Rozerum- no bad side effects, just didn’t help him sleep through the night.
Zoloft- A developmental Ped we saw prescribed this. I can’t remember the name of the doc but she’s in SLC and she’s supposed to be the #1 developmental Ped. He got REALLY angry while on this medicine and we begged to have him taken off. The doc increased the dose instead. He got even angrier! Finally, we weaned him off ourselves.
Dextroamphetamine- made his anger issues get worse. We noticed a negative reaction right away but Dr. Jones wanted to increase the dose instead of change the medication. Increasing the dose just made him even angrier. We finally convinced Dr. Jones that this was a poor choice of medication. Marshall was 3 when he was on this one.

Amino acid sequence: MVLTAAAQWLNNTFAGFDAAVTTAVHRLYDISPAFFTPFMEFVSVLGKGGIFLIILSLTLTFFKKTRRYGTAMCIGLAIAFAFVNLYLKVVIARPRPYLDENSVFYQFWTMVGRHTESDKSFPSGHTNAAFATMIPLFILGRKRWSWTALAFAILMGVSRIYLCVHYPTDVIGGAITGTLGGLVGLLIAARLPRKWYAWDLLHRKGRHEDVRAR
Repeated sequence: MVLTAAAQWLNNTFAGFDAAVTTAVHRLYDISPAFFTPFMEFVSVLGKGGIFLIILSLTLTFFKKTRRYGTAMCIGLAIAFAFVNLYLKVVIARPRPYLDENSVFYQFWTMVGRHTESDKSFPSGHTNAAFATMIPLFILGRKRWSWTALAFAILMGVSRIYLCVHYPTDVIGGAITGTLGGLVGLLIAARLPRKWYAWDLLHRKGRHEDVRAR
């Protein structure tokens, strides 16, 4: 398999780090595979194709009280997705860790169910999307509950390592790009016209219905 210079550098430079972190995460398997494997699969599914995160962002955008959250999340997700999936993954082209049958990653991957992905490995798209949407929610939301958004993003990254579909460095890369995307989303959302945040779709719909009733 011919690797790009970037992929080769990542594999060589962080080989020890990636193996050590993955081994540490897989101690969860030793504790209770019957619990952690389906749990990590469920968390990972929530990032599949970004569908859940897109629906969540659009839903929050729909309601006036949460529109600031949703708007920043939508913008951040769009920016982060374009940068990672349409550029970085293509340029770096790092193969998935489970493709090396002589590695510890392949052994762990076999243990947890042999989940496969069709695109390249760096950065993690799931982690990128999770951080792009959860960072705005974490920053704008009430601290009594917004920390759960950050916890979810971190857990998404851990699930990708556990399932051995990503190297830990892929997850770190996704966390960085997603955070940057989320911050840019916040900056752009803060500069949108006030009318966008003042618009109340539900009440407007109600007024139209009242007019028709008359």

Risperdal- We noticed a significant change very quickly when Marshall was put on Risperdal. He still got upset but it was more like a typical 3 yr old. It was such a RELIEF!! Originally, Dr. Jones prescribed 3 tablets a day but we started with one and loved what we saw. We kept him at one pill for a few weeks. Then he started getting extremely angry again so we upped the dose to two tablets. We are going to try adding the 3rd now. He’s been on 2 tablets a day for several months now.
Ritalin- if anything, this drug made him even more hyper than he already is and that’s saying a lot!! Again, we were told to increase the dose. We did but it still made him more hyper. We decided this was not the right choice of drug and we took him off.
Tuesday, December 9, 2008
Marshall's History As Written For His Pediatrician
Read the post underneath this one first, then you will understand why I'm posting this and what it's about. I'm warning you- it's long. : )